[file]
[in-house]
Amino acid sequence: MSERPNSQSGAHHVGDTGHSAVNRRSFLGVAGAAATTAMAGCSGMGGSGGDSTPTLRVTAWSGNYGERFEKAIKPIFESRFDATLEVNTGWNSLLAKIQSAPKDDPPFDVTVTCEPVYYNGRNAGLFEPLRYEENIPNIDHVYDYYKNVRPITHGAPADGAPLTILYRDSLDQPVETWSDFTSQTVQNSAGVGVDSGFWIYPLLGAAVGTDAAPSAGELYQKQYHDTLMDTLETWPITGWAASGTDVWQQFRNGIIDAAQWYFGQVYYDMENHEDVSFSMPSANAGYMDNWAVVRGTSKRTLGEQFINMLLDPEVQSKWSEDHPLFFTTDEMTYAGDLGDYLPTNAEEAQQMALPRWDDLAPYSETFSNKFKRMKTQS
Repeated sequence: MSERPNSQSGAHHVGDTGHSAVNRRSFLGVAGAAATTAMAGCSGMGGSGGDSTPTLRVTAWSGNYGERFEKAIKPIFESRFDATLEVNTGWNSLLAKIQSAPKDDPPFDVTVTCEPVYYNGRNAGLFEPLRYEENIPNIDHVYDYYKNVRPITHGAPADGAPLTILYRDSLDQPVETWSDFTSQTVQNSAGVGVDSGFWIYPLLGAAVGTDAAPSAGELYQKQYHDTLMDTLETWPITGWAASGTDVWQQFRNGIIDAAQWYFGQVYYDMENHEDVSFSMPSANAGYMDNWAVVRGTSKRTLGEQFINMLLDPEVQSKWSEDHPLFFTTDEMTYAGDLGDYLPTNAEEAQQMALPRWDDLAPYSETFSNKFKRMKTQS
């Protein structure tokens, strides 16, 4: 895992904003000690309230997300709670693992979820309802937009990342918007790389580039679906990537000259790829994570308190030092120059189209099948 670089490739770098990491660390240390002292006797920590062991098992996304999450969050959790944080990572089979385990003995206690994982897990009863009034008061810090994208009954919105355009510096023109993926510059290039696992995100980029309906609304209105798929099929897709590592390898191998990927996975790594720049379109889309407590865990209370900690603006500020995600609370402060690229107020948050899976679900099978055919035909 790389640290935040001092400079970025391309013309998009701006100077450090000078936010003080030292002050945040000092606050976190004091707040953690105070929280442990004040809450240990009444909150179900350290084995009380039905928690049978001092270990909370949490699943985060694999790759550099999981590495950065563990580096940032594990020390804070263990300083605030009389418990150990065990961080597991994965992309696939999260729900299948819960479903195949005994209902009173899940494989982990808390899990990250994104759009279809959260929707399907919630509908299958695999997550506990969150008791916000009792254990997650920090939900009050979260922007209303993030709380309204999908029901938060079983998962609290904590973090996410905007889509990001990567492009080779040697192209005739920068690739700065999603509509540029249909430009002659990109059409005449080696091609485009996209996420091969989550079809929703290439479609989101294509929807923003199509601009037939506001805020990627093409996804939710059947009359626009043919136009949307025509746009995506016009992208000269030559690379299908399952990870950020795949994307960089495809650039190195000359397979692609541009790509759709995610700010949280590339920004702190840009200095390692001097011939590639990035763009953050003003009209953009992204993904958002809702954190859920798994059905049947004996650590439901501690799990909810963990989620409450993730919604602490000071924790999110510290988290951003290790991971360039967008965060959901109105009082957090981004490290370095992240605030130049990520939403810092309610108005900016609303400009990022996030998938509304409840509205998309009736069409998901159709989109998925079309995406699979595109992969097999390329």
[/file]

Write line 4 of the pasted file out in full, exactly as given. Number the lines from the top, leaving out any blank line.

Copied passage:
């Protein structure tokens, strides 16, 4: 895992904003000690309230997300709670693992979820309802937009990342918007790389580039679906990537000259790829994570308190030092120059189209099948 670089490739770098990491660390240390002292006797920590062991098992996304999450969050959790944080990572089979385990003995206690994982897990009863009034008061810090994208009954919105355009510096023109993926510059290039696992995100980029309906609304209105798929099929897709590592390898191998990927996975790594720049379109889309407590865990209370900690603006500020995600609370402060690229107020948050899976679900099978055919035909 790389640290935040001092400079970025391309013309998009701006100077450090000078936010003080030292002050945040000092606050976190004091707040953690105070929280442990004040809450240990009444909150179900350290084995009380039905928690049978001092270990909370949490699943985060694999790759550099999981590495950065563990580096940032594990020390804070263990300083605030009389418990150990065990961080597991994965992309696939999260729900299948819960479903195949005994209902009173899940494989982990808390899990990250994104759009279809959260929707399907919630509908299958695999997550506990969150008791916000009792254990997650920090939900009050979260922007209303993030709380309204999908029901938060079983998962609290904590973090996410905007889509990001990567492009080779040697192209005739920068690739700065999603509509540029249909430009002659990109059409005449080696091609485009996209996420091969989550079809929703290439479609989101294509929807923003199509601009037939506001805020990627093409996804939710059947009359626009043919136009949307025509746009995506016009992208000269030559690379299908399952990870950020795949994307960089495809650039190195000359397979692609541009790509759709995610700010949280590339920004702190840009200095390692001097011939590639990035763009953050003003009209953009992204993904958002809702954190859920798994059905049947004996650590439901501690799990909810963990989620409450993730919604602490000071924790999110510290988290951003290790991971360039967008965060959901109105009082957090981004490290370095992240605030130049990520939403810092309610108005900016609303400009990022996030998938509304409840509205998309009736069409998901159709989109998925079309995406699979595109992969097999390329």